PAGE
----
Chapman slaters, photo courtesy of Larry Oberly.

A number of years ago, we wrote a series tracing the history of the borough of Chapman and the quarry, where high-quality slate was quarried and split. 

Recently, we found a nostalgic photograph of hardworking slaters who were employed by the Chapman Slate Company. 

The community was named in honor of William Chapman, who was born in Cornwall, England, where he worked with his father in local slate quarries. 

He came to America in 1842 and leased property in Northampton County. He entered the slate industry and organized the Chapman Slate Company. 

The quarry enticed many slaters to come to Chapman to work. Many boarded in company homes. As a result, the population of the borough peaked at 700 around the turn of the century. Chapman Slate Company had company homes and a company-owned store.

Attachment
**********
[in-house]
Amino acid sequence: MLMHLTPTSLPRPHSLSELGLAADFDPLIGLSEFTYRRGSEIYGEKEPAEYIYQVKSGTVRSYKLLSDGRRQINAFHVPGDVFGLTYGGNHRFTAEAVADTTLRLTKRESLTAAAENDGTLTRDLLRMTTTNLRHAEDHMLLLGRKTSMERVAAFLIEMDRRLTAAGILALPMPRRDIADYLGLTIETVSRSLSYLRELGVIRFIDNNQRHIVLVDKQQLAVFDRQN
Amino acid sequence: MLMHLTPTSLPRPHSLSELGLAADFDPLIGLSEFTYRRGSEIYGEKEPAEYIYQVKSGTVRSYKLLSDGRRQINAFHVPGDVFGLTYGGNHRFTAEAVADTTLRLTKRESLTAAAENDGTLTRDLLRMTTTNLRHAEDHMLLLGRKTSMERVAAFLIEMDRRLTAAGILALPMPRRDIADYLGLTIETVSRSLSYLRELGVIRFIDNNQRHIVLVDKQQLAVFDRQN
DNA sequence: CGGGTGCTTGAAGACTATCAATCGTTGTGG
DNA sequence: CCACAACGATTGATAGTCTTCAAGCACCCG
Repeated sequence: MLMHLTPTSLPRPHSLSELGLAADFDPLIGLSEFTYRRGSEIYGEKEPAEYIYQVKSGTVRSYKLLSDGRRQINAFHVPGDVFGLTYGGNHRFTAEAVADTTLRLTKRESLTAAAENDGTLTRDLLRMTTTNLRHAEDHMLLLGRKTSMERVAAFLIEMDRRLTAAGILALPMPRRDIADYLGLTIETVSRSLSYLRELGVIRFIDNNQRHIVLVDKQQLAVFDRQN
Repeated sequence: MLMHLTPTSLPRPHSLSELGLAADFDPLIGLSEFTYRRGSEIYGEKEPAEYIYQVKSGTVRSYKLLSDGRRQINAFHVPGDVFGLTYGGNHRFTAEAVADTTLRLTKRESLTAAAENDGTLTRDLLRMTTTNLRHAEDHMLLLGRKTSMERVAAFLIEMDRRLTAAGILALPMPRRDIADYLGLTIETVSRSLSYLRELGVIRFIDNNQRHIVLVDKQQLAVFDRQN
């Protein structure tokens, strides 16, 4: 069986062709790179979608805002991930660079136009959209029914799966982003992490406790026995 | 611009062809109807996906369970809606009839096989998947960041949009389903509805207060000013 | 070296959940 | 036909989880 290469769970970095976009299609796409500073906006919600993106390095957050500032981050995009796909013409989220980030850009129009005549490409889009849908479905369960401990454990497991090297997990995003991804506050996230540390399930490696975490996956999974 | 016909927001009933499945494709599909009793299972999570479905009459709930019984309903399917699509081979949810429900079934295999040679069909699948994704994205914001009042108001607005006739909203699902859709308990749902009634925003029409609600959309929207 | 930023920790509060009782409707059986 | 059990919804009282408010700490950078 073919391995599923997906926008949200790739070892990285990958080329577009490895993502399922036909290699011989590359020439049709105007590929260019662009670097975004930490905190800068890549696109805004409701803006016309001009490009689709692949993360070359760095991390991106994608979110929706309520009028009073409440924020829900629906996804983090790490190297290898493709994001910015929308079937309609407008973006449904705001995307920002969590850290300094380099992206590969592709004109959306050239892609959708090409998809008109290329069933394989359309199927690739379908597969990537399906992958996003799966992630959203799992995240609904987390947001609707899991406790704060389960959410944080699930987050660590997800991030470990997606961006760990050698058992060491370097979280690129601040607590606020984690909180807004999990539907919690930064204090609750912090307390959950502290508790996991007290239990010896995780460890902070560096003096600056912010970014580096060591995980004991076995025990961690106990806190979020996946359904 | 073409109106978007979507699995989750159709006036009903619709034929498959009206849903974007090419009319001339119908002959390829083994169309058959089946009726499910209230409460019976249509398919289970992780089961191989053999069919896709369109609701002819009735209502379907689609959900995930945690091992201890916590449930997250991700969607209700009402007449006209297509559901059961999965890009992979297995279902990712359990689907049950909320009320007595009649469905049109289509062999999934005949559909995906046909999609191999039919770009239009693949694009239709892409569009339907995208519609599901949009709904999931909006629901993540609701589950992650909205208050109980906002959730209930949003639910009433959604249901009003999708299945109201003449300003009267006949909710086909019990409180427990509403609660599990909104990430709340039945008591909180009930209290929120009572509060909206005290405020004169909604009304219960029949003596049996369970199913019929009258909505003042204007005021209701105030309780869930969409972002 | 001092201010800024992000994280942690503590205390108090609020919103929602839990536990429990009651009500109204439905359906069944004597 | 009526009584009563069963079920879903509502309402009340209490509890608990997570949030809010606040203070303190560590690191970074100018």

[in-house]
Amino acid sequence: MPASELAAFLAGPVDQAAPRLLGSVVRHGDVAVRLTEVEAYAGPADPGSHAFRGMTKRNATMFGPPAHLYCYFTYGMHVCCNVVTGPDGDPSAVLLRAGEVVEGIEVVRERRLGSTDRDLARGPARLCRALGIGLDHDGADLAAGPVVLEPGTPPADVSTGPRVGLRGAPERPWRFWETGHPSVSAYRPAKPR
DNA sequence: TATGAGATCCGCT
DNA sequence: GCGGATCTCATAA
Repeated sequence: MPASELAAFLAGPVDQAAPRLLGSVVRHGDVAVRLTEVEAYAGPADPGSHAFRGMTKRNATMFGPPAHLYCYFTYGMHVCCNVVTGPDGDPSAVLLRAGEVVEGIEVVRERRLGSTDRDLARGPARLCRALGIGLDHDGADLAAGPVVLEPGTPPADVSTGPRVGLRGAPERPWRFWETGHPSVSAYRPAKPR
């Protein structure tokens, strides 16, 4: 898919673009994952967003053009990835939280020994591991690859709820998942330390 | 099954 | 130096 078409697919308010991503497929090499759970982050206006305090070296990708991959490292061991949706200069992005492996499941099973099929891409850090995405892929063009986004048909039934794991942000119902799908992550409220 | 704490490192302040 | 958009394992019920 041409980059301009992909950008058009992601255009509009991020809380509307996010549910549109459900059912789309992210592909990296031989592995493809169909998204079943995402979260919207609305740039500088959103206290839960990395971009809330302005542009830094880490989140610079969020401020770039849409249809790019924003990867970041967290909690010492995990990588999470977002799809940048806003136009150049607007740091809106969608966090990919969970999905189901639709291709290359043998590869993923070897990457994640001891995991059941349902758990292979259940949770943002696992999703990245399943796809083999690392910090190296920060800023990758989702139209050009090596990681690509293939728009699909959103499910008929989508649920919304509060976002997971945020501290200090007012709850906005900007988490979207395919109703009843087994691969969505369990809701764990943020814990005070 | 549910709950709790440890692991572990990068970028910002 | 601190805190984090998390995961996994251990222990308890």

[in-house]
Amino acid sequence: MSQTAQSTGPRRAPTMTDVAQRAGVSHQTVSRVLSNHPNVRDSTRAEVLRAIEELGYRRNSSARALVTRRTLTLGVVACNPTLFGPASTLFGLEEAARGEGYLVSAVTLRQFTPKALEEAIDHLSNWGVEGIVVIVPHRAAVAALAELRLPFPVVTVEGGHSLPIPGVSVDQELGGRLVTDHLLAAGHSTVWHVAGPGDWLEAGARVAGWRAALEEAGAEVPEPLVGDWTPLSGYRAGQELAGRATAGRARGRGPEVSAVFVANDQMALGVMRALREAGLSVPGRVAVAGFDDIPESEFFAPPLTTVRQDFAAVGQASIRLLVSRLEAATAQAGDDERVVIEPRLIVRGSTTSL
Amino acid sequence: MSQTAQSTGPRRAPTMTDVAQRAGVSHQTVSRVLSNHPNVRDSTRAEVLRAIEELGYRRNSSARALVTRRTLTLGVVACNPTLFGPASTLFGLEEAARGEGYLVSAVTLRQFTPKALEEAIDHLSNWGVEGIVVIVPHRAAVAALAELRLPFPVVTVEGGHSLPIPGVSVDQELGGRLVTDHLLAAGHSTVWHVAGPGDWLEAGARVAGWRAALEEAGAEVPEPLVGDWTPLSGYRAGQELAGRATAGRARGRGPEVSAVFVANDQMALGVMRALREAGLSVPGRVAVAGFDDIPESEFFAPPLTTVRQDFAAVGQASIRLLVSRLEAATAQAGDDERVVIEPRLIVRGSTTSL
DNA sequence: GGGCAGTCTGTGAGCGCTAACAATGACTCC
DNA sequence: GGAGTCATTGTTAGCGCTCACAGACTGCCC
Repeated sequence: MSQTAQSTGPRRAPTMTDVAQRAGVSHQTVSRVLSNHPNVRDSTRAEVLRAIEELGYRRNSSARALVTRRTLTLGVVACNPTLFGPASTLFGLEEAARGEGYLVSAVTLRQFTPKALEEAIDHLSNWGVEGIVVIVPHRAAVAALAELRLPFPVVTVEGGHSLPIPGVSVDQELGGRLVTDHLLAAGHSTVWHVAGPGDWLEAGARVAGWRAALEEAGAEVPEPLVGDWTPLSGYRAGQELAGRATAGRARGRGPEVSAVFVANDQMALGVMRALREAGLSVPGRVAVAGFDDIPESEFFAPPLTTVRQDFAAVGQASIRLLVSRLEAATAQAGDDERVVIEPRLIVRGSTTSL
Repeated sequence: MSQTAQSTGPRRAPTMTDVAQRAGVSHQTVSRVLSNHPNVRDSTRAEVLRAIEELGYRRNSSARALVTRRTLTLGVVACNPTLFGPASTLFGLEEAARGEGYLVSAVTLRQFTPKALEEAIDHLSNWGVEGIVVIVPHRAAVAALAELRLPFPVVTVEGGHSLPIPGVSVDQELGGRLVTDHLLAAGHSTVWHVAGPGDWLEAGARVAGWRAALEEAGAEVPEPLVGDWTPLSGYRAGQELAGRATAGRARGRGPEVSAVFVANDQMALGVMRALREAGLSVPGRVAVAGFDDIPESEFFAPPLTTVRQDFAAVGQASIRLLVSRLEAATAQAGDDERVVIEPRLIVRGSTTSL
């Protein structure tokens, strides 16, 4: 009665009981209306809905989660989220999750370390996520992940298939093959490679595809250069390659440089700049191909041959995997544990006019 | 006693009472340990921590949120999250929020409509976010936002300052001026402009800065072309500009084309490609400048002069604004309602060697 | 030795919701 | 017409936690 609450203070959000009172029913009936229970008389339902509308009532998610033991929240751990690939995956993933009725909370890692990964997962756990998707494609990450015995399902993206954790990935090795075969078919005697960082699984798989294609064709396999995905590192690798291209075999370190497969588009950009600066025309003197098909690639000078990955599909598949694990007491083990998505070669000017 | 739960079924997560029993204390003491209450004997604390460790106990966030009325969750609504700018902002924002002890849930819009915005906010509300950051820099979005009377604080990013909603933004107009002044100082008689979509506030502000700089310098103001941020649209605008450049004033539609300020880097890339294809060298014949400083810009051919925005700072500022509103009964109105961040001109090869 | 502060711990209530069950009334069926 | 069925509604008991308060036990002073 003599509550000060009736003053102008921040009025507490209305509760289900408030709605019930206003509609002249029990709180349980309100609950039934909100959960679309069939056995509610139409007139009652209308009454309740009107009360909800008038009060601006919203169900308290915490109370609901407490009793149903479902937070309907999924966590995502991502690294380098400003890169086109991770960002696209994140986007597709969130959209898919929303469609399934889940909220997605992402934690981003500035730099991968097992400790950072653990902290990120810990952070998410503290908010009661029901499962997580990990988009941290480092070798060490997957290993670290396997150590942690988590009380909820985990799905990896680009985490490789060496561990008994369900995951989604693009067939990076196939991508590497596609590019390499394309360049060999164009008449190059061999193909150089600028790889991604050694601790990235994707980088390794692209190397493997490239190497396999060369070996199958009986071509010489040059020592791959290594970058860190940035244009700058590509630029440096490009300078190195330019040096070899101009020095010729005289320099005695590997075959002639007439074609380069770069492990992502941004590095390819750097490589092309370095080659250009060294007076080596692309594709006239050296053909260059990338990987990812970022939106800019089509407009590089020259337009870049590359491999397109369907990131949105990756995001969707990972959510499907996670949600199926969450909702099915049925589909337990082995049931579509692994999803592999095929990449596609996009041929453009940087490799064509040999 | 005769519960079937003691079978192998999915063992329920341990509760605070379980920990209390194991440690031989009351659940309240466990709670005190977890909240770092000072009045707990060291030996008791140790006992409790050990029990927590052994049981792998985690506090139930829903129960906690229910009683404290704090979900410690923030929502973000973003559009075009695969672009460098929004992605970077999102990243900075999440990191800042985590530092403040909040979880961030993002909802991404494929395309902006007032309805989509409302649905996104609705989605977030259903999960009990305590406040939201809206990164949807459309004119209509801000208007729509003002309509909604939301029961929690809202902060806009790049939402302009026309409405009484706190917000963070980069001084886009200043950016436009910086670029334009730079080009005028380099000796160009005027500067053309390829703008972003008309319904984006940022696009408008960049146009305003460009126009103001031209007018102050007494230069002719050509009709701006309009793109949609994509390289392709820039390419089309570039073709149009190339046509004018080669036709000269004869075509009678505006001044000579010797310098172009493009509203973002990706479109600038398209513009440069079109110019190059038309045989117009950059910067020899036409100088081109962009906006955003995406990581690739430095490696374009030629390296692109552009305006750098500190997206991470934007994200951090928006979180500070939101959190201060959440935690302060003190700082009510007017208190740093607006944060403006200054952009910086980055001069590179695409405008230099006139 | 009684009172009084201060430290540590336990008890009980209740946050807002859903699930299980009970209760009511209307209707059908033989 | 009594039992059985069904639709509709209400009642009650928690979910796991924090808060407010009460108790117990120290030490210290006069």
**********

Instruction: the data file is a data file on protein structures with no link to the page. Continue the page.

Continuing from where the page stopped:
Slate quarry factory stack, photo courtesy of Larry Oberly.

With population growth, the community hosted two churches, a school, post office, hotel and railroad station with the railroad moving large loads of slate to construction sites. 

The quarry was sold in 1944 and continued operations until 1954, when the quarry closed. Driving past the quarry today, the factory stack is one of its last reminders. 

The Chapman Quarries United Methodist Church continues to serve the community. Chapman Borough, incorporated in 1865, remains a friendly community proud of its historic past. 

See you in two weeks.


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